The Emir of the State of Qatar, Tamim Bin Hamad Al-Thanni, will be the second leader from a Gulf state in a political dispute with Egypt to visit Ethiopia in the last few months. The Emir will pay a two-day visit to Ethiopia from April 10 to 11, 2017.
High-level officials from Saudi Arabia, which also has a political disagreement with Egypt over conflicts in Syria and Yemen, had visited Ethiopia.
In November 2016, where Ahmed Al-Khateeb, senior advisor to the Saudi Royal Court, and board chairman of the Saudi Fund for Development (SFD), visited the Ethiopian Grand Ethiopian Renaissance Dam (GERD).
“This visit of the Emir seems a direct challenge to the Egyptian President, Abdel Fattah el-Sisi,” said a geopolitical expert who has a background in studying the relationship between Ethiopia and Qatar.
At the end of last month, el-Sisi left a meeting of the 28th Arab League Summit that was being held in Jordan. The Egyptian president left the meeting with his delegates when the Emir took the podium to deliver a speech. Tensions between the two countries included claims that Qatar was involved in financing Islamic militants in Egypt. This led the countries into political divergence.
This visit of the Emir shows the country’s move to build its diplomatic relations with East African countries. Qatar is the only member of Gulf states that has an Embassy in all countries of the Horn of Africa, while the rest of the Gulf States have embassies in only a few of the countries.
“Beyond building Qatar’s political good will, it would be valuable if the visit brought investment to Ethiopia,” said the geopolitical expert.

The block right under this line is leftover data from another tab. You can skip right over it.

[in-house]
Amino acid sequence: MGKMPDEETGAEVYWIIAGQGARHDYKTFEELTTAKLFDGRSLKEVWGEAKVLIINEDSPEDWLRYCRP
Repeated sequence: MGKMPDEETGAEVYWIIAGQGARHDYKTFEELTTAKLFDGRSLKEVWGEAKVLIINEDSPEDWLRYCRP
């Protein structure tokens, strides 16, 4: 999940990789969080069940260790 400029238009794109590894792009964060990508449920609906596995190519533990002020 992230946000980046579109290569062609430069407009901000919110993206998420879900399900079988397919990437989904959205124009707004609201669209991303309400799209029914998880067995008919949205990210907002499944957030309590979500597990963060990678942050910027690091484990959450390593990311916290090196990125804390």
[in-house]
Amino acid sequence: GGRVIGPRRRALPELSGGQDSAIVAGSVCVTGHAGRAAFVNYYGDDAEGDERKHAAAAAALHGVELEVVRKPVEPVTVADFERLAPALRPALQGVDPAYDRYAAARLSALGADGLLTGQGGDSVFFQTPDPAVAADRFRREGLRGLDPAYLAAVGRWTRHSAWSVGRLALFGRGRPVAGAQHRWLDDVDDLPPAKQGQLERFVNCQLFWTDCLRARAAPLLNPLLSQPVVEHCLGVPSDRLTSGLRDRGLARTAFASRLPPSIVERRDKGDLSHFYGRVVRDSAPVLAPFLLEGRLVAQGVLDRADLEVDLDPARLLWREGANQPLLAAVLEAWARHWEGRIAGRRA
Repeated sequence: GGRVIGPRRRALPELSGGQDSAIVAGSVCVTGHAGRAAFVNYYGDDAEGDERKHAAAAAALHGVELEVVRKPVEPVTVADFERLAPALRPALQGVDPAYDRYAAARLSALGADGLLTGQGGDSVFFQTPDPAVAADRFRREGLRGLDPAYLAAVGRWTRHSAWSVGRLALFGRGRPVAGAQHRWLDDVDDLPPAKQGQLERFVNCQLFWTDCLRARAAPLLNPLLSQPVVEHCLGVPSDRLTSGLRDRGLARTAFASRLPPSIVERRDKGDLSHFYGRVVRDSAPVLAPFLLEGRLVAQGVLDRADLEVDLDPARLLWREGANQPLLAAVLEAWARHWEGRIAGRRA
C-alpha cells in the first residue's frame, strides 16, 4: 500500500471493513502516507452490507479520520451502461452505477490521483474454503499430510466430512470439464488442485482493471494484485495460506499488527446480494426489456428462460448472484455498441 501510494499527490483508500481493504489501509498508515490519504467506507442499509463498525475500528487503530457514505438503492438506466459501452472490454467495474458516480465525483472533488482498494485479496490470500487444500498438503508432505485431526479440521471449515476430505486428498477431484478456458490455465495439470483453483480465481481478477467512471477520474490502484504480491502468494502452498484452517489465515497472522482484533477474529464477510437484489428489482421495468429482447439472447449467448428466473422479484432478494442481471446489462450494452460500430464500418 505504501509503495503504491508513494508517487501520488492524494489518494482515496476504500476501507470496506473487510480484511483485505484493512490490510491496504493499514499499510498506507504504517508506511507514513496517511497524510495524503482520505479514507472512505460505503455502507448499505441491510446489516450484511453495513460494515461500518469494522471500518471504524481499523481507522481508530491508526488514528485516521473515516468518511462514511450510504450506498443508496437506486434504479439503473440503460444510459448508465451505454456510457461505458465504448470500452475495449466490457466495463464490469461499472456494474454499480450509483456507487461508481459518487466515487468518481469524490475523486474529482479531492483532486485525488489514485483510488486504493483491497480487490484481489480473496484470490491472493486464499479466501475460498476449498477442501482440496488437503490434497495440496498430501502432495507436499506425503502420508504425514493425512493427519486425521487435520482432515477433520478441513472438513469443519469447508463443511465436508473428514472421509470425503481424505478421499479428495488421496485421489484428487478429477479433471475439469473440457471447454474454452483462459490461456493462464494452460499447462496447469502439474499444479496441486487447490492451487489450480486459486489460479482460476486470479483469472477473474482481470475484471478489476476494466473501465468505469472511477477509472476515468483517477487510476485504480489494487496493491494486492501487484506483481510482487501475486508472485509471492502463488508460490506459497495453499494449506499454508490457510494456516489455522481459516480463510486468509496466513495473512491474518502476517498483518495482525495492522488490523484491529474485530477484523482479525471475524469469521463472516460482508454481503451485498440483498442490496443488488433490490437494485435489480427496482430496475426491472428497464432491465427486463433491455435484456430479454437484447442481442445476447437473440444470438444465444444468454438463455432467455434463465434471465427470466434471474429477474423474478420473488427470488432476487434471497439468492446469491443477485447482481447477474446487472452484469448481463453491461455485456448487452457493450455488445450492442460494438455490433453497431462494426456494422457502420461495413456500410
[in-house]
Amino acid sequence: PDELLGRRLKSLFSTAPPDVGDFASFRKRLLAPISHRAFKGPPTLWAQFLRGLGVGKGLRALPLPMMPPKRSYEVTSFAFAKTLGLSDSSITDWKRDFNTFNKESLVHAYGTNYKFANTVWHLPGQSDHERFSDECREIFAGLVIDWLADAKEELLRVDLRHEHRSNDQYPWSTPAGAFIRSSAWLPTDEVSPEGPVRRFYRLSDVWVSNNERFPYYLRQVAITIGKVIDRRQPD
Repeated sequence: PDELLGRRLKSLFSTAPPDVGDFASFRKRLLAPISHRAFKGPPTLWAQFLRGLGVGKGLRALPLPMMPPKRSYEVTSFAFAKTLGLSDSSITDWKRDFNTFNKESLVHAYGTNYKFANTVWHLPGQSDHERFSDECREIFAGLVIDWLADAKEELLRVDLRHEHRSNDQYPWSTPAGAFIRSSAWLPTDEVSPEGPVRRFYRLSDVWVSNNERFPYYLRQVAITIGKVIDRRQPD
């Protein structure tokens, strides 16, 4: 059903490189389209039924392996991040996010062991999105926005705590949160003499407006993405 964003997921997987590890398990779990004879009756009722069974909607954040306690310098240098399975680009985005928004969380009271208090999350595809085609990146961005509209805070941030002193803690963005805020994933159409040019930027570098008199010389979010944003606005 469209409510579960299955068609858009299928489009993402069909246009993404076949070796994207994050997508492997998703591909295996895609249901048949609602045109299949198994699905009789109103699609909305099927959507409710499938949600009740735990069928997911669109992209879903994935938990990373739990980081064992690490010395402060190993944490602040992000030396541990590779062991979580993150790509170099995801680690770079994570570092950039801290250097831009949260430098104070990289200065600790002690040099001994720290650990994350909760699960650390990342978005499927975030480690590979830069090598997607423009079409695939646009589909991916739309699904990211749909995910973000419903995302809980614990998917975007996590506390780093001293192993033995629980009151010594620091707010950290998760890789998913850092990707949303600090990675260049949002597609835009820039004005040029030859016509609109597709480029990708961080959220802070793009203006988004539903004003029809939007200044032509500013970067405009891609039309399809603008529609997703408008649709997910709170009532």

During his two days visit, the Emir of Qatar is expected to attend bilateral discussion with Prime Minister Hailemariam Desalegn and President Mulatu Teshome (PhD) on ways to strengthen ties between the two countries focusing on economic, political, trade and investment, according to the Embassy of the State of Qatar in Addis Abeba.
During the official visit, the two countries will likely sign Memorandum of Understanding (MoU), including visa exemption agreement for diplomats, according to the Ministry of Foreign Affairs.
In strengthening its diplomatic relations in the East Africa region, in 2008 Qatar involved in the border issue between Djibouti and Eritrea, which was finalised without agreement.
“It was a diplomatic humiliation to Qatar, which had presumed that it is the only state which can convince the government of Eritrea. The consequence was that the relationship between the two countries became somewhat frosty,” said the expert.
At that time, Ethiopia accused Qatar of defending Eritrea and of being too close to its President, Issayas Afewerqi. The quarrel occurred when both countries still did not have an embassy in each other’s country, according to a publication by Nenjamin Auge entitled “Diplomatic Relations between Qatar and Sub-Saharan Africa: An Evolving Affair” published in August last year.
Qatar’s support for Eritrea in its mediation with Djibouti in 2008 was the result of special relationships with both countries, reads the publication.
This resulted in lengthy diplomatic efforts and a need to talk more directly. This difficult period, which only lasted a few years, in the end, prompted the opening of a mission in 2013 with the arrival of Ambassador Mesganu Arga(a former Consul General to the United Arab Emirates) in Doha and the appointment of Abdulaziz Sultan Jassim Al-Rumaihi to Addis Abeba, according to same publication.
Currently, it is estimated that the number of Ethiopians working in Qatar is 25,000. This would make it one of the largest sub- Saharan African communities in Qatar, while Qatar has about 8,000 Eritreans living there.
In December last year, a Qatari delegation led by the foreign ministry of the state of Qatar, Mohamed Abdulrahman Jassim Al-Thani, paid an official visit to Ethiopia. During the visit, the two countries signed 11 agreements and MoUs, including financing of public and private investment in the energy sector.
Between 2011 and 2015 the trade balance between the two countries was 135.3 million dollars favouring Qatar, according to a data from the Addis Abeba Chamber of Commerce & Sectoral Association. The two countries trade includes livestock, meat and meat products.
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